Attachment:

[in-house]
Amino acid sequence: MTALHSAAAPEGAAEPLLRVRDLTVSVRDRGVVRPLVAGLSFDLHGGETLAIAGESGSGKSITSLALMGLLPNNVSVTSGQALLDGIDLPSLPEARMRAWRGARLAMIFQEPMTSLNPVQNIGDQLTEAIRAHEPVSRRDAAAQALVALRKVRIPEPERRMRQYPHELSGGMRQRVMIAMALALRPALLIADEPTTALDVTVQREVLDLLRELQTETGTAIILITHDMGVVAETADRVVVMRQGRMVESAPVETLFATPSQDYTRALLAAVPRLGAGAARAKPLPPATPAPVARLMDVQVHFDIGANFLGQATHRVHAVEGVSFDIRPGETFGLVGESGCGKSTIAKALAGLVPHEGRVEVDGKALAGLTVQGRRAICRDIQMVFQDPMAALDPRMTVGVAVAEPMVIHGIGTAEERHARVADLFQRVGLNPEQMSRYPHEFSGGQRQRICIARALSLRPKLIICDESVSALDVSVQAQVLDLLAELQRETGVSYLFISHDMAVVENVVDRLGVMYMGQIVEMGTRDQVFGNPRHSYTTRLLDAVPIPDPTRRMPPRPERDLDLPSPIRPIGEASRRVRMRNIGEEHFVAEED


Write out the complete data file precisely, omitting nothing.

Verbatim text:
[in-house]
Amino acid sequence: MTALHSAAAPEGAAEPLLRVRDLTVSVRDRGVVRPLVAGLSFDLHGGETLAIAGESGSGKSITSLALMGLLPNNVSVTSGQALLDGIDLPSLPEARMRAWRGARLAMIFQEPMTSLNPVQNIGDQLTEAIRAHEPVSRRDAAAQALVALRKVRIPEPERRMRQYPHELSGGMRQRVMIAMALALRPALLIADEPTTALDVTVQREVLDLLRELQTETGTAIILITHDMGVVAETADRVVVMRQGRMVESAPVETLFATPSQDYTRALLAAVPRLGAGAARAKPLPPATPAPVARLMDVQVHFDIGANFLGQATHRVHAVEGVSFDIRPGETFGLVGESGCGKSTIAKALAGLVPHEGRVEVDGKALAGLTVQGRRAICRDIQMVFQDPMAALDPRMTVGVAVAEPMVIHGIGTAEERHARVADLFQRVGLNPEQMSRYPHEFSGGQRQRICIARALSLRPKLIICDESVSALDVSVQAQVLDLLAELQRETGVSYLFISHDMAVVENVVDRLGVMYMGQIVEMGTRDQVFGNPRHSYTTRLLDAVPIPDPTRRMPPRPERDLDLPSPIRPIGEASRRVRMRNIGEEHFVAEED